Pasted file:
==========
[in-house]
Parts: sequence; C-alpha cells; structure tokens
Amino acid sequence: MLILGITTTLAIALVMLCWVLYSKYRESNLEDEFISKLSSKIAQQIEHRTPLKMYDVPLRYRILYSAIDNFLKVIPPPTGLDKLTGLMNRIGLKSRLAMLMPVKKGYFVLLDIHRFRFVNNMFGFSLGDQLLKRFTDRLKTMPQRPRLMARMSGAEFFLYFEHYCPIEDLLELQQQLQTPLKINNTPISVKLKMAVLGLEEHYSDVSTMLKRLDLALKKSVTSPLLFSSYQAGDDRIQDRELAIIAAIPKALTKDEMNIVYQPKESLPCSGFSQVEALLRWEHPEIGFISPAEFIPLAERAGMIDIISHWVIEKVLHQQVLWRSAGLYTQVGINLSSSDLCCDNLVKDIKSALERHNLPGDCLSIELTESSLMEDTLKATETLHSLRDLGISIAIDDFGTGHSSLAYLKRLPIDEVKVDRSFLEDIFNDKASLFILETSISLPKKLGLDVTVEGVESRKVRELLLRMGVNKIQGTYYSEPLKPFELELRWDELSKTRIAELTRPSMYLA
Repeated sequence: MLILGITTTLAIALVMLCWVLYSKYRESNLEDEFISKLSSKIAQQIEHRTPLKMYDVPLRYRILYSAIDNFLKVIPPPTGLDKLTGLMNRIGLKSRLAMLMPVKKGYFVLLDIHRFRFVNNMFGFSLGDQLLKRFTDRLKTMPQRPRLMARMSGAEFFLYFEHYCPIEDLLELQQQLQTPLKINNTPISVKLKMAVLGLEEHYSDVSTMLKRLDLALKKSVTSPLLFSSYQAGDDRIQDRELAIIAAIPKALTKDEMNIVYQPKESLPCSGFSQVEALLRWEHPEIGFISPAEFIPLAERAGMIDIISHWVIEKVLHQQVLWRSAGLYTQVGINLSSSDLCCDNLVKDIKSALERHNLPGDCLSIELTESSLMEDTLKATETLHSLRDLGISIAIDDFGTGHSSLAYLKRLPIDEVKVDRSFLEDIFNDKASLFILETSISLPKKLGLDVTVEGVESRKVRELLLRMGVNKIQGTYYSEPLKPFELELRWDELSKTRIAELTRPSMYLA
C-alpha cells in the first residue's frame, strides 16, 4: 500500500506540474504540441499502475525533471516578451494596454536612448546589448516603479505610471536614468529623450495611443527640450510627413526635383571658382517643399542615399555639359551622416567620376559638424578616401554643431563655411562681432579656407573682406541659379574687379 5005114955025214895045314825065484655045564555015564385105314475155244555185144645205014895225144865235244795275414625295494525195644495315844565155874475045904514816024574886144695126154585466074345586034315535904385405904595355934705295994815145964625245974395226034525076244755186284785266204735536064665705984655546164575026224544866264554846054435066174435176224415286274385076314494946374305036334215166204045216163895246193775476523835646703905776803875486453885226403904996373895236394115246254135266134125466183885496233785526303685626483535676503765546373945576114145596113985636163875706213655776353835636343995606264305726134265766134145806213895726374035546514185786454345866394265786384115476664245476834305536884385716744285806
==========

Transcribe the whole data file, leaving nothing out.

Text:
[in-house]
Parts: sequence; C-alpha cells; structure tokens
Amino acid sequence: MLILGITTTLAIALVMLCWVLYSKYRESNLEDEFISKLSSKIAQQIEHRTPLKMYDVPLRYRILYSAIDNFLKVIPPPTGLDKLTGLMNRIGLKSRLAMLMPVKKGYFVLLDIHRFRFVNNMFGFSLGDQLLKRFTDRLKTMPQRPRLMARMSGAEFFLYFEHYCPIEDLLELQQQLQTPLKINNTPISVKLKMAVLGLEEHYSDVSTMLKRLDLALKKSVTSPLLFSSYQAGDDRIQDRELAIIAAIPKALTKDEMNIVYQPKESLPCSGFSQVEALLRWEHPEIGFISPAEFIPLAERAGMIDIISHWVIEKVLHQQVLWRSAGLYTQVGINLSSSDLCCDNLVKDIKSALERHNLPGDCLSIELTESSLMEDTLKATETLHSLRDLGISIAIDDFGTGHSSLAYLKRLPIDEVKVDRSFLEDIFNDKASLFILETSISLPKKLGLDVTVEGVESRKVRELLLRMGVNKIQGTYYSEPLKPFELELRWDELSKTRIAELTRPSMYLA
Repeated sequence: MLILGITTTLAIALVMLCWVLYSKYRESNLEDEFISKLSSKIAQQIEHRTPLKMYDVPLRYRILYSAIDNFLKVIPPPTGLDKLTGLMNRIGLKSRLAMLMPVKKGYFVLLDIHRFRFVNNMFGFSLGDQLLKRFTDRLKTMPQRPRLMARMSGAEFFLYFEHYCPIEDLLELQQQLQTPLKINNTPISVKLKMAVLGLEEHYSDVSTMLKRLDLALKKSVTSPLLFSSYQAGDDRIQDRELAIIAAIPKALTKDEMNIVYQPKESLPCSGFSQVEALLRWEHPEIGFISPAEFIPLAERAGMIDIISHWVIEKVLHQQVLWRSAGLYTQVGINLSSSDLCCDNLVKDIKSALERHNLPGDCLSIELTESSLMEDTLKATETLHSLRDLGISIAIDDFGTGHSSLAYLKRLPIDEVKVDRSFLEDIFNDKASLFILETSISLPKKLGLDVTVEGVESRKVRELLLRMGVNKIQGTYYSEPLKPFELELRWDELSKTRIAELTRPSMYLA
C-alpha cells in the first residue's frame, strides 16, 4: 500500500506540474504540441499502475525533471516578451494596454536612448546589448516603479505610471536614468529623450495611443527640450510627413526635383571658382517643399542615399555639359551622416567620376559638424578616401554643431563655411562681432579656407573682406541659379574687379 5005114955025214895045314825065484655045564555015564385105314475155244555185144645205014895225144865235244795275414625295494525195644495315844565155874475045904514816024574886144695126154585466074345586034315535904385405904595355934705295994815145964625245974395226034525076244755186284785266204735536064665705984655546164575026224544866264554846054435066174435176224415286274385076314494946374305036334215166204045216163895246193775476523835646703905776803875486453885226403904996373895236394115246254135266134125466183885496233785526303685626483535676503765546373945576114145596113985636163875706213655776353835636343995606264305726134265766134145806213895726374035546514185786454345866394265786384115476664245476834305536884385716744285806